Our pets are full of quirks and behaviours that can sometimes leave us scratching our heads. As they can’t speak our language, our furry friends use these behaviours (to communicate with us) to demonstrate how they are feeling. In this blog post, we’re going to decode some common dog and cat behaviours to help you better understand your pet.
Understanding what they’re trying to tell us can enhance the bond we share with our pets and ensure their well-being. The key to this understanding is having a good idea of what your pets’ behaviour looks and sounds like when they are content and well.
Any prolonged change in their normal behaviour could indicate something is wrong and at that point you may need the help of a pet professional. Your vet is your starting point as they will be in the best position to advise you further.
1. Barking and Meowing
Barking in dogs and meowing in cats can indicate a variety of feelings or needs. It could be due to excitement, fear, attention-seeking, or even boredom. Excessive barking or meowing can also be a sign of distress or discomfort. Pay attention to the tone and frequency to better understand what your pet is trying to communicate.
2. Wagging Tail and Swishing Tail
A dog wagging its tail is often a sign of happiness and friendliness. However, the tail’s position and movement can indicate various emotions, such as fear, submission, or aggression. Cats, on the other hand, swish or thump their tails when they are agitated or annoyed. A raised, quivering tail usually indicates excitement or pleasure.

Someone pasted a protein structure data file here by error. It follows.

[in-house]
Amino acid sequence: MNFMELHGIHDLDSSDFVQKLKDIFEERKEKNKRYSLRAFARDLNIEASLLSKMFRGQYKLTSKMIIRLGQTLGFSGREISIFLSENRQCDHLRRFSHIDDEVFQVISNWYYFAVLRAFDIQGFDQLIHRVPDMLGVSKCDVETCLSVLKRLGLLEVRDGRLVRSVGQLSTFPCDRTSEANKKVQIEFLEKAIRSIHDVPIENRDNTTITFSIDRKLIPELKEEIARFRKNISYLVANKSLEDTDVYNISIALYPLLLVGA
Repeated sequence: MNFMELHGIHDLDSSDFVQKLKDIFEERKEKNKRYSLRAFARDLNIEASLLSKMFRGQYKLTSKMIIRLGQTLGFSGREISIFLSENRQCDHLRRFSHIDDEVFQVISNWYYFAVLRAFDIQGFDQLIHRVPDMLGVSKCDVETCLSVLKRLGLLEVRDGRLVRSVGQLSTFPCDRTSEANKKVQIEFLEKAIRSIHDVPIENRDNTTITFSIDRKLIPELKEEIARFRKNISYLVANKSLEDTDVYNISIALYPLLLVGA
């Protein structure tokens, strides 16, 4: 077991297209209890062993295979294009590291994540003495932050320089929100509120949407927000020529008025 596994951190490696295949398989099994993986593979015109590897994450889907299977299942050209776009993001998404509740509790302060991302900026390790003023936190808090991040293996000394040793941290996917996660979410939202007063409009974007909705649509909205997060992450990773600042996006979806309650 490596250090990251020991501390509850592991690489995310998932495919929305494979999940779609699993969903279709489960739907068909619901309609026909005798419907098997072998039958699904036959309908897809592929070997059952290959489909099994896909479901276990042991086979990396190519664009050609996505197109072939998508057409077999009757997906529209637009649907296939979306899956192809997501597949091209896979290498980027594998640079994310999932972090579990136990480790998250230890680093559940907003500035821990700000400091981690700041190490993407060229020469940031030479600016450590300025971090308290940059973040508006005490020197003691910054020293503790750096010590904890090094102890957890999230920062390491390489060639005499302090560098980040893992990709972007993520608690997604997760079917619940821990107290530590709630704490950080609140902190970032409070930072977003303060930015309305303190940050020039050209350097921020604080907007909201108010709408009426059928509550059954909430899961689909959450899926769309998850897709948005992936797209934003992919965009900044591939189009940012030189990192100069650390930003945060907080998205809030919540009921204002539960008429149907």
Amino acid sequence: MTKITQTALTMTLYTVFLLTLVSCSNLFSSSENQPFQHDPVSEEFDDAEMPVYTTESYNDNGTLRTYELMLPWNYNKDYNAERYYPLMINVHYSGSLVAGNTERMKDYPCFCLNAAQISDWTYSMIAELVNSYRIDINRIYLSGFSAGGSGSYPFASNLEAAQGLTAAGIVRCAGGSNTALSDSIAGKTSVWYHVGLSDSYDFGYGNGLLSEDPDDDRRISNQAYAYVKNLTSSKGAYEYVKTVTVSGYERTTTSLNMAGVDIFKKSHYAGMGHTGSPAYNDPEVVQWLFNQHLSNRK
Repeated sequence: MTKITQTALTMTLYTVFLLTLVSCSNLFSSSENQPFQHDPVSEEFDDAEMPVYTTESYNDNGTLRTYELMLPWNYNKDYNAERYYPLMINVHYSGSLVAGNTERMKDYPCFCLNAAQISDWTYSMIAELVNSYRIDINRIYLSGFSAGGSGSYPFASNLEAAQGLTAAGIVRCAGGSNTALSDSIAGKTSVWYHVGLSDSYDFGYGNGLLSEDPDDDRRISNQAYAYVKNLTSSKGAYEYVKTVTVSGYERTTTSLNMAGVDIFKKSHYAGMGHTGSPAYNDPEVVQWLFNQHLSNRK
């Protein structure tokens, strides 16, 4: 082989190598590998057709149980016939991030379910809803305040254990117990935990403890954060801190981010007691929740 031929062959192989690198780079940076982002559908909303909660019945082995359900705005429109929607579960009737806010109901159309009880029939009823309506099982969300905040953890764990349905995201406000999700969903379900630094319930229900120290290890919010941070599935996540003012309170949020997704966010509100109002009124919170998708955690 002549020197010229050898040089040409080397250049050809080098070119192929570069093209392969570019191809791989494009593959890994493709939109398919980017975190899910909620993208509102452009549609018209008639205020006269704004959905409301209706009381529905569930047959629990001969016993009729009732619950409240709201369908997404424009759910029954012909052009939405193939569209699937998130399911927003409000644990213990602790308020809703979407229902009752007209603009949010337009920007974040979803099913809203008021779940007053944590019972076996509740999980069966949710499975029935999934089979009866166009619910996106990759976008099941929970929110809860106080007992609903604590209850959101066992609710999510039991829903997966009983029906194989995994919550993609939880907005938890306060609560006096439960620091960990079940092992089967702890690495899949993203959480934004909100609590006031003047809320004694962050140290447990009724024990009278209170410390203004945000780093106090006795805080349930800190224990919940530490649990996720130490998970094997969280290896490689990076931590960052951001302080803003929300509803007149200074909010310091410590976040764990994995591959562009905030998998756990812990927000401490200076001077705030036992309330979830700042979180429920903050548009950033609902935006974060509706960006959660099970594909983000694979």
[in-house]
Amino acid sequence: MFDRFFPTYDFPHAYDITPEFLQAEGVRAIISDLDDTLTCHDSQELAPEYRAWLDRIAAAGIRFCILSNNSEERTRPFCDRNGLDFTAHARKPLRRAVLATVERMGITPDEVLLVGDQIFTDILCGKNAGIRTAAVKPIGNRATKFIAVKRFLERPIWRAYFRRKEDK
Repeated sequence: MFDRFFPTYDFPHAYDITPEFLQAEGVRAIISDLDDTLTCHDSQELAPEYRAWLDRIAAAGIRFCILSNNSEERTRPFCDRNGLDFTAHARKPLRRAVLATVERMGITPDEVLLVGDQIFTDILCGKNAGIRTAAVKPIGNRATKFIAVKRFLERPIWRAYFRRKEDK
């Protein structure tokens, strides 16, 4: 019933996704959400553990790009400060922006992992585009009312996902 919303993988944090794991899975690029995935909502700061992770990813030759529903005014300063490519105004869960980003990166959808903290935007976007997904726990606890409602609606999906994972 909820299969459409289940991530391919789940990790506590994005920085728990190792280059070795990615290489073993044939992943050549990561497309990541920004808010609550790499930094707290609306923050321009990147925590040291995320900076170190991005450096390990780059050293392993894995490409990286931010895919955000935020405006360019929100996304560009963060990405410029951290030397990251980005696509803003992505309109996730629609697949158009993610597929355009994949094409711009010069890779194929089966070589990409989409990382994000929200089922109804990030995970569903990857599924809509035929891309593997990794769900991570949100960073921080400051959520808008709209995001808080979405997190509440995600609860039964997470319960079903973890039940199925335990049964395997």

3. Chewing and Scratching
Dogs often chew to relieve boredom, anxiety, or to keep their teeth healthy. However, excessive chewing can signal stress or dietary deficiencies. Cats scratch to mark their territory, stretch their muscles, or shed old nail sheaths. Providing chew toys for dogs and scratching posts for cats can prevent your furniture from becoming their target!
4. Purring and Kneading
Purring in cats is commonly a sign of contentment. However, cats also purr when they’re anxious or unwell as a means to comfort themselves. Kneading (or “making biscuits”) is a behaviour kittens display while nursing, and when adult cats do this, it typically means they’re feeling happy and content.
5. Licking and Grooming
Dogs lick to show affection, to explore their environment, or to comfort themselves. Cats are meticulous groomers, and grooming is a sign of comfort and relaxation. A cat grooming another cat—or even a human family member—is a sign of trust and affection. However, excessive licking or grooming can signal a skin issue, allergies, or stress.
Both dogs and cats might hide when they’re feeling unwell, scared, or stressed. If your usually sociable pet is suddenly hiding, it could be a sign of illness or discomfort and a visit to the vet might be necessary.
7. Body Posture
A dog’s body language can speak volumes. An alert dog will have ears up and forward, while a fearful dog might crouch, lower its tail, and avoid eye contact. In cats, an arched back with bristled fur often indicates fear or aggression, while a cat lying on its back exposing its belly signals trust and contentment.
Understanding your pet’s behaviour is key to ensuring they live a happy, stress-free life. As noted at the start, any prolonged changes in normal behavior should point you in the direction of your vet, at least to rule out any underlying health issues. And if your pet is part of the Paw Pals family, we are always here to help make your pet-parenting journey more rewarding and less confusing.